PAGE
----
Eight years later, Lord Carrington met the future Queen for the first time .“The very first appointment that she ever had was to be the Colonel of the Grenadiers. She came to inspect us at Hove, where we were all formed up, ready to go to Normandy for the invasion. This was 1944 – she was so self-possessed, so dignified, and did it so well. It was quite a tour de force for an 18-year-old to inspect a load of soldiers going to war. Very good she was – and has been ever since.”
George VI died in 1952. “She’d gone off to Kenya. It must have been a terrible shock to come back and find yourself being the Sovereign after the death of your father. It must have been awful for her. But she also rose to the occasion. It’s incredible. Nothing phases her.”
Over the next decade, the young Queen was dragged into two constitutional headaches, with both Anthony Eden and then Harold Macmillan accused of pushing a favoured successor – in Eden’s case Macmillan, and in Macmillan’s case Alec Douglas Home – on the Monarch, following their resignations as Prime Minister. Lord Carrington, however, refuses to accuse anyone of wrong-doing. “It’s all a long time ago”, he replies vaguely, before attempting a defence of the times. “It was still the magic circle, which by that time was untenable. In many ways you look back, and this sounds terribly reactionary... it was a quite a good way of doing things because the people who really mattered in the Cabinet or in the party were much more likely to know who was going to be a successful Prime Minister than people who don’t know and merely do it on the basis of either they read something in the paper or they were insulted by someone. But you could not go on with it, it was untenable, and Alec Douglas Home was quite right to change it.”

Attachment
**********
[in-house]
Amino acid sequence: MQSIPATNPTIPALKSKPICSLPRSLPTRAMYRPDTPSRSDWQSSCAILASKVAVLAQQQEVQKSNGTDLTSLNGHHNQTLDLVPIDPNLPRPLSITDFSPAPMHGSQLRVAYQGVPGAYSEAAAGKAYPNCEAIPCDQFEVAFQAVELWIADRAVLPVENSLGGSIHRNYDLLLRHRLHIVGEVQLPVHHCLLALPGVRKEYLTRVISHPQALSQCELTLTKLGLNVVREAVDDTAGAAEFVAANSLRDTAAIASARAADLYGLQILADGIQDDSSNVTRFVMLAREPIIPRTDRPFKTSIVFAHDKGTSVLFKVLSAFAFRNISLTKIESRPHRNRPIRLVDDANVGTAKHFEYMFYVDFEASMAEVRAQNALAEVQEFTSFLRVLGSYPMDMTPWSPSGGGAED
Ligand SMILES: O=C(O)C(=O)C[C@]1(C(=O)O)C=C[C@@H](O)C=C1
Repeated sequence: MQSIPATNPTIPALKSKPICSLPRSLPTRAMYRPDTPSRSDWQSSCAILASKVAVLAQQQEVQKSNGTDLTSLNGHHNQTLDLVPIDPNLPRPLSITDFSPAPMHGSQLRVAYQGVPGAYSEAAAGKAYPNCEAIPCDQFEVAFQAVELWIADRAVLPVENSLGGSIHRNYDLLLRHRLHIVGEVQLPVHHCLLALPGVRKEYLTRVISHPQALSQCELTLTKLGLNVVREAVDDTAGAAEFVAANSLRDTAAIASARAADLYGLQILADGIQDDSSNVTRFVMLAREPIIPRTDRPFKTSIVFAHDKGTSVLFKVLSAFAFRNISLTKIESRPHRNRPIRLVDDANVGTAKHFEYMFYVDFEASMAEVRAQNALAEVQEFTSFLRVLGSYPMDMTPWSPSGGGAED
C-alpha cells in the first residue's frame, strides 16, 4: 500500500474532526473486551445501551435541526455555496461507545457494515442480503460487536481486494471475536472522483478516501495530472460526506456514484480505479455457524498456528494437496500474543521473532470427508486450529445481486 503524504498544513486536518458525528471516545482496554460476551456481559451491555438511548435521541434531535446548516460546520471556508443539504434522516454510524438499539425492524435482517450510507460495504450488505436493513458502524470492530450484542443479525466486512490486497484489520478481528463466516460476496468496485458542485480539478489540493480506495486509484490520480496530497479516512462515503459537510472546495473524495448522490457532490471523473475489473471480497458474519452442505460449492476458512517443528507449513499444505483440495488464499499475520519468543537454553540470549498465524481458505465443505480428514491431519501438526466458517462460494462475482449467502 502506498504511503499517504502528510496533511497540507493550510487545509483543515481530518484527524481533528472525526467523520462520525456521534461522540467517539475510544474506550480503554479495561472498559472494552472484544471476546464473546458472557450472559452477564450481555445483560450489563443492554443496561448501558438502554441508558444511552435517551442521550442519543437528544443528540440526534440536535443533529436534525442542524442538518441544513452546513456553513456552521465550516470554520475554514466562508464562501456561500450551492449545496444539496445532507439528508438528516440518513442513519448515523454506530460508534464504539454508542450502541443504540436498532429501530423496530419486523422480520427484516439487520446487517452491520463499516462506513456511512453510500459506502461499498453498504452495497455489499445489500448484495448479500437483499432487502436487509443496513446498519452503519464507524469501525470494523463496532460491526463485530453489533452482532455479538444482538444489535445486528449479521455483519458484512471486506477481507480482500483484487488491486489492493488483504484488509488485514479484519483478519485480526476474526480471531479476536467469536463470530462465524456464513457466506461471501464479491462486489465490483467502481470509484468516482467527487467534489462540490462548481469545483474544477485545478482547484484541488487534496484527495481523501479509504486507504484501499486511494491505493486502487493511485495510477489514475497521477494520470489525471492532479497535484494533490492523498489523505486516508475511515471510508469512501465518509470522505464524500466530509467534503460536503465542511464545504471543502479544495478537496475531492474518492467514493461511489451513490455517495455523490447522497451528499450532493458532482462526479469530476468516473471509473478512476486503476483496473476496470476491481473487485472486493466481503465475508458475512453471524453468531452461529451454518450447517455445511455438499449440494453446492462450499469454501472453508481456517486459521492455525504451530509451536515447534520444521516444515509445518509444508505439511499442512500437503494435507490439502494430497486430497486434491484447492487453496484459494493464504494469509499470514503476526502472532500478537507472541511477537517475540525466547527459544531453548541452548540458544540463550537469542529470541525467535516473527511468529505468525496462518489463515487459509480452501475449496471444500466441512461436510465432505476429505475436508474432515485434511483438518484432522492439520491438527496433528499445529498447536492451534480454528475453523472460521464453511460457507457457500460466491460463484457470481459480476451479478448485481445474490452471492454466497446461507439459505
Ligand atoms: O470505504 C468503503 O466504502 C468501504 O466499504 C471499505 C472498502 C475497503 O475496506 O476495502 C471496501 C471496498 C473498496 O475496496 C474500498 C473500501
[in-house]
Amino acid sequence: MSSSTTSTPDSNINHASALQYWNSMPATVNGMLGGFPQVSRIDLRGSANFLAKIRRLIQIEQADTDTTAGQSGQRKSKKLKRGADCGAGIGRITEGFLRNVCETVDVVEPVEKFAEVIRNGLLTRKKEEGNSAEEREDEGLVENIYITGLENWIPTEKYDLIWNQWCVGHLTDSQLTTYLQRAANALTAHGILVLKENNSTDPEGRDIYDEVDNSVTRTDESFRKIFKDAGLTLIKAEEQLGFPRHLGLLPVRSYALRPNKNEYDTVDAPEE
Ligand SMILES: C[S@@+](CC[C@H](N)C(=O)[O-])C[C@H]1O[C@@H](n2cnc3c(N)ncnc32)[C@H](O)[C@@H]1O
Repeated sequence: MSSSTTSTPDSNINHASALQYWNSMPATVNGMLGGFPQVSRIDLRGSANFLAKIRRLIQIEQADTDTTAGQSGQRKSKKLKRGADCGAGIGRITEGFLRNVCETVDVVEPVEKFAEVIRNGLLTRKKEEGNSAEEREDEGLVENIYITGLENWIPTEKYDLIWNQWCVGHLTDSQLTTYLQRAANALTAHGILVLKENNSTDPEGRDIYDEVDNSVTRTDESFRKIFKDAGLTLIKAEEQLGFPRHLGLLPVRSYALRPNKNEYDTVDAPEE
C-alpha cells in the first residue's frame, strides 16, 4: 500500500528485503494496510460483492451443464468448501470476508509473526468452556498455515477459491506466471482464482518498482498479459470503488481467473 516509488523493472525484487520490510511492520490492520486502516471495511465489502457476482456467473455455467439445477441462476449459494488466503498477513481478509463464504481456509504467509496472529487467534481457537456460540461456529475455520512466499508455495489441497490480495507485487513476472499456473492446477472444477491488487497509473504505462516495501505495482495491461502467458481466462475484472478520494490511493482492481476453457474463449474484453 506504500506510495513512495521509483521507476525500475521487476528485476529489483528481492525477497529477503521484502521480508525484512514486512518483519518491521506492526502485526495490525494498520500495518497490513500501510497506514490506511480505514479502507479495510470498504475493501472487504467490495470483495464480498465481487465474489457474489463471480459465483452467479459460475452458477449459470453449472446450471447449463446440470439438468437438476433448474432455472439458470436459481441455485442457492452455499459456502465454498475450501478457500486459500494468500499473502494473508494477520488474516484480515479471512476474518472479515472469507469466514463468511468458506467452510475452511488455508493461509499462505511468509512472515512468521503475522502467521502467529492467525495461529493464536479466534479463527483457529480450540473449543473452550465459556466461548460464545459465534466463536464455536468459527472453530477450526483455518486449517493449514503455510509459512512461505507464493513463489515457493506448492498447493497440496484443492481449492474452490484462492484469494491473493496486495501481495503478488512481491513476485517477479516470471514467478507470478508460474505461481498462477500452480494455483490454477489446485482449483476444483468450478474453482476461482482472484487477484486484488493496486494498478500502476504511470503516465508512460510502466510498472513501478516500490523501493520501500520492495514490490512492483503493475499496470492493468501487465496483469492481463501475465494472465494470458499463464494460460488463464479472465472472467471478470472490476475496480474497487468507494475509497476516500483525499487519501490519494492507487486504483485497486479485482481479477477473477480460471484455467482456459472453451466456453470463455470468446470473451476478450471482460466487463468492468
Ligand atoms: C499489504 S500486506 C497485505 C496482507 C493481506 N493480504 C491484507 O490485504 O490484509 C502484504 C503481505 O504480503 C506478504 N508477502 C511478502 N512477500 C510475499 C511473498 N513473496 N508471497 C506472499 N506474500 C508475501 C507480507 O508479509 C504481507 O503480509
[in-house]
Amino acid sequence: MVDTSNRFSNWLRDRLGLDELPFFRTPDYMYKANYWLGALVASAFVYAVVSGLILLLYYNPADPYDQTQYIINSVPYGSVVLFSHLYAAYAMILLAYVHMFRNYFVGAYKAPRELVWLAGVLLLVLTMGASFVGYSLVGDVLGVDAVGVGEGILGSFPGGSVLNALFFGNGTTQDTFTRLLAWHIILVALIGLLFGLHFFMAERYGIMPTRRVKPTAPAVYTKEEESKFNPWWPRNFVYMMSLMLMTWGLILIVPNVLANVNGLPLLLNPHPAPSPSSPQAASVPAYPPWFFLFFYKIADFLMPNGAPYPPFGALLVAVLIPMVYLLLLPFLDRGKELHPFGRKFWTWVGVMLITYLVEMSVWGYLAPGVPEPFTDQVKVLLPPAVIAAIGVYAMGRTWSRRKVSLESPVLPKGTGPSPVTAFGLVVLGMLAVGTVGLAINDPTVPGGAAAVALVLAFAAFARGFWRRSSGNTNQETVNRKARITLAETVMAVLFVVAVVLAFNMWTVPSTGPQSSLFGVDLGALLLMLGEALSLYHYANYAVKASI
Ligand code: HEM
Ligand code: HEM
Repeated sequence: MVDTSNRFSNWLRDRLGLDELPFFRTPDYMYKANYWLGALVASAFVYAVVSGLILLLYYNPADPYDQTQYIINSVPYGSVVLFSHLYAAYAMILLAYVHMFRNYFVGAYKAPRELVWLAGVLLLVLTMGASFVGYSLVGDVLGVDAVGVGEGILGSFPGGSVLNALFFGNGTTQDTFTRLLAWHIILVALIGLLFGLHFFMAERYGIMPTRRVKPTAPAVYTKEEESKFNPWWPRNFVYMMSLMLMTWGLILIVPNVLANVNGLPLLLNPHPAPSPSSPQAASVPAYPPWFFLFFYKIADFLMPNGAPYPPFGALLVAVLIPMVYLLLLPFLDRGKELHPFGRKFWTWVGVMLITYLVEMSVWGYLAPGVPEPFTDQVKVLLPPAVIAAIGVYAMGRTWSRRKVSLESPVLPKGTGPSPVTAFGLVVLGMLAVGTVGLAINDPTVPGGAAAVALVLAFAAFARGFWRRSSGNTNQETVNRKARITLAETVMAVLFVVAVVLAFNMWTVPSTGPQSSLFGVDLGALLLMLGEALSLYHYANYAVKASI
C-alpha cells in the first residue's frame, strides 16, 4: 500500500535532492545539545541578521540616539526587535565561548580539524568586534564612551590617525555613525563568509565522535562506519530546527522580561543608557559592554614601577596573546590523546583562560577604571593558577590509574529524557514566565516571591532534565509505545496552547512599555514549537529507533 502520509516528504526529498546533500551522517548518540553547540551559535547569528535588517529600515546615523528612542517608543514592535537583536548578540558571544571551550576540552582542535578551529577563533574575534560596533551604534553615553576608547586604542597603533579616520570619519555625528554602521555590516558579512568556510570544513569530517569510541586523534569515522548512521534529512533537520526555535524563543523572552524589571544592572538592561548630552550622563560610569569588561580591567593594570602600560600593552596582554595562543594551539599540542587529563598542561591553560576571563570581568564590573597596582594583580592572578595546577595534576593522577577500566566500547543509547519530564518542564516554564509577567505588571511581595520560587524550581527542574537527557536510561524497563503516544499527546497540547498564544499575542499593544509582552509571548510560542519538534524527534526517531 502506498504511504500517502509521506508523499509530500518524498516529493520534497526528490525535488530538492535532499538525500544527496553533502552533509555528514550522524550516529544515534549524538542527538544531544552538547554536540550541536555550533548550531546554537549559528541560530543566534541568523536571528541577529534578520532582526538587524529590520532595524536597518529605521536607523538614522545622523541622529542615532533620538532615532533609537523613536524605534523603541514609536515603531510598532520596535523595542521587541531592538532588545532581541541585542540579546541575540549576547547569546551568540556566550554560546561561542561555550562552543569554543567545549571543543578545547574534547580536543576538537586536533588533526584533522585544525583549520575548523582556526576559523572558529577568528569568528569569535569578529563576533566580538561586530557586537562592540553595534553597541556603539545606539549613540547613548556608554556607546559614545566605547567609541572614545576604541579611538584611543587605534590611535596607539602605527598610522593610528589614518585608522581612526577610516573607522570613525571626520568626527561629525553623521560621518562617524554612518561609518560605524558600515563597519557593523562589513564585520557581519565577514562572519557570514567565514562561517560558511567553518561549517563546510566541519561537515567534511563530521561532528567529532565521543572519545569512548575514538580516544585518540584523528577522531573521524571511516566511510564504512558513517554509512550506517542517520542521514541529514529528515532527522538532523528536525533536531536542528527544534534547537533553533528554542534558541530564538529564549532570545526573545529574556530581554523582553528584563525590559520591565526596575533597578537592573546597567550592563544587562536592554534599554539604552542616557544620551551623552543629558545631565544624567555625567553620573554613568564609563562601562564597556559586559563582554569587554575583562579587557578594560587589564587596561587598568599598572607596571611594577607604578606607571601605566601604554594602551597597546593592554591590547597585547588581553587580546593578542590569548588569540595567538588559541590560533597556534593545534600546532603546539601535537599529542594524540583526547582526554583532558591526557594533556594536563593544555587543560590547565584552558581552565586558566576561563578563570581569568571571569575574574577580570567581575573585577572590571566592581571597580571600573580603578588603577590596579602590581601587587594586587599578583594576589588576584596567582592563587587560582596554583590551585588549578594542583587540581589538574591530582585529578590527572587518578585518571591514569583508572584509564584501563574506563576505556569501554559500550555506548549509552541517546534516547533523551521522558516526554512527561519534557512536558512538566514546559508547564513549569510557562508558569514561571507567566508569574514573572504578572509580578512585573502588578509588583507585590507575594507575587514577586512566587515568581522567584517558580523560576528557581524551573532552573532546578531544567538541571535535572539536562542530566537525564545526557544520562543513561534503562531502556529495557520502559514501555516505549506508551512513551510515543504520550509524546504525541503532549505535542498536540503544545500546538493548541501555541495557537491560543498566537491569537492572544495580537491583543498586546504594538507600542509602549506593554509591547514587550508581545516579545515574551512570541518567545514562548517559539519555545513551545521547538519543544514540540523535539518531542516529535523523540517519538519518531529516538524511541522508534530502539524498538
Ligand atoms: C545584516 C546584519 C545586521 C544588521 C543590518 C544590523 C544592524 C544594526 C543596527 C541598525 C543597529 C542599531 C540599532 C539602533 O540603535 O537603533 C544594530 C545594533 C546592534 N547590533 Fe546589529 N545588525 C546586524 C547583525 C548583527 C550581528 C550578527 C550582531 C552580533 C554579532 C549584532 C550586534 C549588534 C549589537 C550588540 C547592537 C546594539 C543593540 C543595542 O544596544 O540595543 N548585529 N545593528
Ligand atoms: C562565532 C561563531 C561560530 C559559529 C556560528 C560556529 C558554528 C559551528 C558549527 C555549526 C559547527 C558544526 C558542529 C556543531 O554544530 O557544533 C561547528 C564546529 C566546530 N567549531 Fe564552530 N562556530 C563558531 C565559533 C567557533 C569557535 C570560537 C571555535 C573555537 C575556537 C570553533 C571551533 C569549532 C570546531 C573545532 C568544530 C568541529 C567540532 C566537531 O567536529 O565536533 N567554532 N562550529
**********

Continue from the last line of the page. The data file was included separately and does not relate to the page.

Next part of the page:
In 1968, however, plans, albeit half-baked, were hatched for a full-on constitutional coup. During Harold Wilson’s first term as Prime Minister, Cecil King, the owner of Mirror Group Newspapers, is said to have instigated a meeting with the government’s Chief Scientific Advisor Sir Solly Zuckerman and the Queen’s cousin Louis Mountbatten, in which King proposed that Wilson be overthrown and Mountbatten be installed as the head of a new government. Lord Carrington laughs at the idea. “He was a very strange man, Cecil King. He was a megalomaniac... he thought he really could operate and organise a coup. It took more than Cecil King to organise a coup in this country. Solly told him not be so silly, such an idiot. It all died without a murmur. Everybody thought it was crazy. He thought Harold Wilson was a spy, or a mole – poor Harold Wilson. Fanciful ideas. Oh dear…”